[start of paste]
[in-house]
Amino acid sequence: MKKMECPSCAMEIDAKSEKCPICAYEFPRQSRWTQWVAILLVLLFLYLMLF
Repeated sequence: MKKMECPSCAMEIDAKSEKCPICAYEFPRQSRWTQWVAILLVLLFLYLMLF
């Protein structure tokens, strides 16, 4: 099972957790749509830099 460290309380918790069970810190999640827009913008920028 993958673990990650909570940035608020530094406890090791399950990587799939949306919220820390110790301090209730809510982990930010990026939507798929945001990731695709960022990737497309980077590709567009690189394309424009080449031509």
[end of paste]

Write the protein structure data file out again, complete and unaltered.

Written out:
[in-house]
Amino acid sequence: MKKMECPSCAMEIDAKSEKCPICAYEFPRQSRWTQWVAILLVLLFLYLMLF
Repeated sequence: MKKMECPSCAMEIDAKSEKCPICAYEFPRQSRWTQWVAILLVLLFLYLMLF
């Protein structure tokens, strides 16, 4: 099972957790749509830099 460290309380918790069970810190999640827009913008920028 993958673990990650909570940035608020530094406890090791399950990587799939949306919220820390110790301090209730809510982990930010990026939507798929945001990731695709960022990737497309980077590709567009690189394309424009080449031509």